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RE: `save-excursion' defeated by `set-buffer'

From: Drew Adams
Subject: RE: `save-excursion' defeated by `set-buffer'
Date: Mon, 14 Mar 2011 20:55:59 -0700

> one needs another save-excursion
> to protect the point movement in buffer A, as below:
>      (defun find-something ()
>         (....
>          (save-excursion 
>               (set-buffer A)  
>             (save-excursion
>                  (goto-char y)  
>                   ...))))

If you say so.  It all depends on what the code is trying to do.  You don't seem
to get the fact that not all point movement is bad and needs to be "protected".

> Without the second save-excursion, I would consider the code buggy.

And what if the function in question has as part of its contract to move point
in buffer A to Y?  Everything depends on what the desired behavior is.

`find-something' would deserve a better name in that case (it already deserves
one), but in that case the poor programming practice would amount to just poor
naming, not a lack of a second `save-excursion' to "protect" point movement in

> Once that bug is fixed, the remaining save-excursions (the ones at the
> top-level in `find-something' as well as `my-beautiful-function') can
> be safely converted to save-current-buffer.  And, the code will work
> fine.  This is what I mean by tracking down the bugs covered up by
> redundant save-excursions.  The clean-up procedure involves:
> - Converting a few save-excursions flagged up by the compiler to
>   save-current-buffer.
> - Testing to see if those conversions break anything.
> - If they do, then hunt down the unprotected excursions that have been
>   exposed in the process and wrap them in save-excursions.
> And repeat.  It is painstaking work.

But you have the mission and motivation to do it, apparently.
OK by me, if that's what you want to do.  What's the problem?

> You might wonder why do this at all.

It depends on what behavior is desired/correct.  Maybe you've done the right
thing, maybe not.  Certainly you cannot generalize from such a case.  Other
functions will have different intentions and different needs.

> Why not just leave the code as it is since it is working fine?

Oh, was it working fine?  I thought you had to fix it.

> That is a judgement call for you as the developer.

Couldn't agree more.

> > IOW, I think you are trying to point out that code that has worked
> > well can nevertheless be fragile.  So let's assume that with no
> > changes the code works, and the person who wrote it was no fool -
> > s?he wrote what s?he intended and needed.
> If that code was found in an actual application, then the only thing
> that can be said in defence of the original developer is that it must
> have been an oversight.

Why?  Because you think `save-excursion' is evil?

> In the pre-20.1 elisp, save-excursion was the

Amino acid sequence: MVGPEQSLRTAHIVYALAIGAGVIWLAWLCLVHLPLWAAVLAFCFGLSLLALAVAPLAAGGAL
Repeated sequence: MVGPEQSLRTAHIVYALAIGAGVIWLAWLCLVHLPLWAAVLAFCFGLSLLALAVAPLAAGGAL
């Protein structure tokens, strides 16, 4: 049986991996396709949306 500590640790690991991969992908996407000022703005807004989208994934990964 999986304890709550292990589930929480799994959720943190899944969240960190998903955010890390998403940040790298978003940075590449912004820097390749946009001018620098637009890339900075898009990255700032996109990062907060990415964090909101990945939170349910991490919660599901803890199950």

> only primitive available to restore the current buffer, 

You don't need a primitive to do that.

> which had the unfortunate effect of covering up all the
> unprotected excursions.

Nothing unfortunate about it.  The _aim_ of `save-excursion' includes saving and
restoring the buffer's point and mark.  You don't seem to get that, so you go
round and round.

If you don't want to save and restore point, then hey, don't use
`save-excursion'.  End of story.

And back in Emacs 18 you didn't need to wait until `save-current-buffer' was
introduced to save and restore only the current buffer.  You should be able to
do that with just an `unwind-protect' and a `let'.  (No, I haven't looked at the
C code to see what `save-current-buffer' really does.)

> > presumably the `save-excursion' is there NOT ONLY to restore
> > which buffer was current but also restore point and mark in that
> > buffer.  That's what `save-excursion' DOES, and there is no reason
> > not to suppose that the original author did not intend that.
> No way!  If the original author deliberately used the outer
> save-excursion to cover up unprotected excursions, then the code is
> really bad.  Let me amplify that point because this seems to be the
> crux of the discussion:
>    (save-excursion
>       (set-buffer B)
>       ....
>       (setq a (find-something))
>       ...)
> The outer save-excursion is restoring the current buffer's point and
> mark.  There is nothing visible in the body that does anything to the
> current buffer's point and mark.  So, the ONLY reason the outer
> save-excursion needs to restore the current buffer's point and mark is
> the expectation that `find-something' is going to do something cheeky.


> How can you trust such a programmer?

Why wouldn't you trust such a programmer?

What's special about "visible in the body"?  What if your `find-something' is
instead (goto-char (point-min)) or (beginning-of-buffer)?  What does that
change?  Does that make you feel better?

OK, that's too easy for you.  What if it was (my-goto-beginning-of-buffer)?  Now
you can guess what it does - likely similar to (goto-char (point-min)).
Suddenly your rotten, untrustworthy programmer is pretty trustworthy.  Or at
least I would hope you would find her so.

Your problem seems to be about visibility.  No one is arguing that code cannot
become complex, or even be simple but with poor naming, and so be difficult to
understand.  That has nothing to do with whether the code you show here is bad.

> > IOW, given inherited code that seems to work, assume as a start that